Finished the night with Hook. Peter Banning (Robin Williams) is a successful lawyer, but he's not doing so well with his wife Moira (Caroline Goodall) or his children Jack (Charlie Korsmo) and Maggie (Amber Scott). He rarely has time for them and actually misses Jack's big baseball game. One night, while attending the dedication for the children's hospital being named for his grandmother Wendy (Maggie Smith), he comes home to find that his children have been kidnapped by none other than Captain James Hook (Dustin Hoffman) of Neverland. Wendy tells Peter that he's Peter Pan, who has grown up and lost his childhood memories. The appearance of Tinkerbell (Julia Roberts) bears this out. She takes him to Neverland, but he embarrasses himself in front of his children when he can't rescue them and upsets the pirates, who just want a good battle. While Mr. Smee (Bob Hoskins) tries to keep his boss from doing harm to himself or the kids, Tink and the Lost Boys teach Peter how to find the child in himself.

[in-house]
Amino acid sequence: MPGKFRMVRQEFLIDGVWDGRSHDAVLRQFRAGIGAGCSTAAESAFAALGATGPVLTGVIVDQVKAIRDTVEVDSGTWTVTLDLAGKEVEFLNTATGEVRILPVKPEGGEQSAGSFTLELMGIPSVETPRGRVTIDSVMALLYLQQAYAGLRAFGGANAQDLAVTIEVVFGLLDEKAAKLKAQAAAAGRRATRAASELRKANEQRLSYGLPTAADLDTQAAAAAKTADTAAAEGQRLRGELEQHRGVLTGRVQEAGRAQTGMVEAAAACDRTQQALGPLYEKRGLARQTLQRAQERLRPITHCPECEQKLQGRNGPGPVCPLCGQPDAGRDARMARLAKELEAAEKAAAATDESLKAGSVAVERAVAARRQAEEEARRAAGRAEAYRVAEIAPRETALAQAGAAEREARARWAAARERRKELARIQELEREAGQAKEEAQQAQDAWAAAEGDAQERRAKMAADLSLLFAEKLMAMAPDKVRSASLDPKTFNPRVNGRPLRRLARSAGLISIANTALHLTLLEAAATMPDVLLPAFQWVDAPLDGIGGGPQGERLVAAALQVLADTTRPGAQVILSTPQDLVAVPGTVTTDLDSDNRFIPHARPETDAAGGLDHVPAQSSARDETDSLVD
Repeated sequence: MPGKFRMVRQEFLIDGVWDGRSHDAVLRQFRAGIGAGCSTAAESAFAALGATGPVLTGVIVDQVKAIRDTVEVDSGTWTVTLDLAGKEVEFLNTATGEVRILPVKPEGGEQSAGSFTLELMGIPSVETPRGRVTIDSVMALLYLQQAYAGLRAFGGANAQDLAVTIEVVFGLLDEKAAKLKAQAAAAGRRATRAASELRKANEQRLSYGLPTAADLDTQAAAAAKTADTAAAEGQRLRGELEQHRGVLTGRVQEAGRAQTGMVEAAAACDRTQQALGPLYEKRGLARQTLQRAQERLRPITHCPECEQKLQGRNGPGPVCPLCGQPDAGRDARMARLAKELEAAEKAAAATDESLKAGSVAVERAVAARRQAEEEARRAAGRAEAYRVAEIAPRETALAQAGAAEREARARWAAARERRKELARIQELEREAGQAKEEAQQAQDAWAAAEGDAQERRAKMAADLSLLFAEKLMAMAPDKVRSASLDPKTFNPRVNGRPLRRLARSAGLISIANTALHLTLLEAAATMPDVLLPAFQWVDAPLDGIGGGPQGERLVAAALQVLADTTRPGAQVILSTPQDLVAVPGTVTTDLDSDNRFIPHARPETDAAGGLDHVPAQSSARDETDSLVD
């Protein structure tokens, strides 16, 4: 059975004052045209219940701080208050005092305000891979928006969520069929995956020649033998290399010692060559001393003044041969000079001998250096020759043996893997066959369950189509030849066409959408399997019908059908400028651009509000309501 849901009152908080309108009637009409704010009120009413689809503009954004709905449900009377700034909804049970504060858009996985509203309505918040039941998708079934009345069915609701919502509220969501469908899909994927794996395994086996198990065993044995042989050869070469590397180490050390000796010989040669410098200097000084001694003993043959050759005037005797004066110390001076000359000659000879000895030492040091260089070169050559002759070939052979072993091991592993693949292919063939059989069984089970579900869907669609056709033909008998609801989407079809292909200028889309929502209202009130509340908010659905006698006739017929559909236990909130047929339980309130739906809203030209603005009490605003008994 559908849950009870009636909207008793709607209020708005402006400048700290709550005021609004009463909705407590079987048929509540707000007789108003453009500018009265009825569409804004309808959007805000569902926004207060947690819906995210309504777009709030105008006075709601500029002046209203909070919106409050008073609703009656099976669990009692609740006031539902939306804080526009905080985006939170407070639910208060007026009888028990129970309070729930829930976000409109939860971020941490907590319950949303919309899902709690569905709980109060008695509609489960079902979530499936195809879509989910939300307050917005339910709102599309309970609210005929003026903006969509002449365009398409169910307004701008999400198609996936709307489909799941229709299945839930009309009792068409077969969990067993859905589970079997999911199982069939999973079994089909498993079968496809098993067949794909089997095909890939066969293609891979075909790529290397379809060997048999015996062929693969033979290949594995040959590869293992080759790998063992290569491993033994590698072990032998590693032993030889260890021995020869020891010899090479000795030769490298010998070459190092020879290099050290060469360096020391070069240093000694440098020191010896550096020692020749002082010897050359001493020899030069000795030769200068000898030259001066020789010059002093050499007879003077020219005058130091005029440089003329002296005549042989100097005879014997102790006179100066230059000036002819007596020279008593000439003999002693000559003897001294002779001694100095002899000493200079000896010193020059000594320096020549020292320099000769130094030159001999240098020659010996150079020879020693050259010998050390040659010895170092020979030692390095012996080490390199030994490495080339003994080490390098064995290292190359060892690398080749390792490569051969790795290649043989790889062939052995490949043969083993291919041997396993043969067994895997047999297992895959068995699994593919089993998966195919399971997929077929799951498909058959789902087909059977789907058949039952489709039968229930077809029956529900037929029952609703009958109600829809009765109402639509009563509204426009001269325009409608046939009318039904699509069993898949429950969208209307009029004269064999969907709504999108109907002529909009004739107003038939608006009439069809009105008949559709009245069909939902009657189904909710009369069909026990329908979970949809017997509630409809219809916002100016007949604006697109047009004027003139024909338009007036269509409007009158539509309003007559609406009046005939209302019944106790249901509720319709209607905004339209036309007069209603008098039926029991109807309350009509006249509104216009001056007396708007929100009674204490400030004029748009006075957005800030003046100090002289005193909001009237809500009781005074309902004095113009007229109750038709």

I know a lot of people who grew up in the early-mid 90's have fond memories of this one, but...ehh. I wasn't a fan of it as a young teen, and I'm still not all that big on it. (It probably doesn't help that I've never really been into Peter Pan in general.) The sets and costumes are very early 90's, especially on the Lost Boys and their hideout, and Roberts is badly miscast as a pixie. On the other hand, Williams is fine as the man rediscovering his inner child, Hoffman and Hoskins actually turn in some of their best performances as Peter's most famous adversaries, and we have one of John Williams' more underrated scores.
If you're more into Peter Pan lore than I am, are a major fan of the cast, or are looking for something different for younger kids, you may find a lot more in this than I did.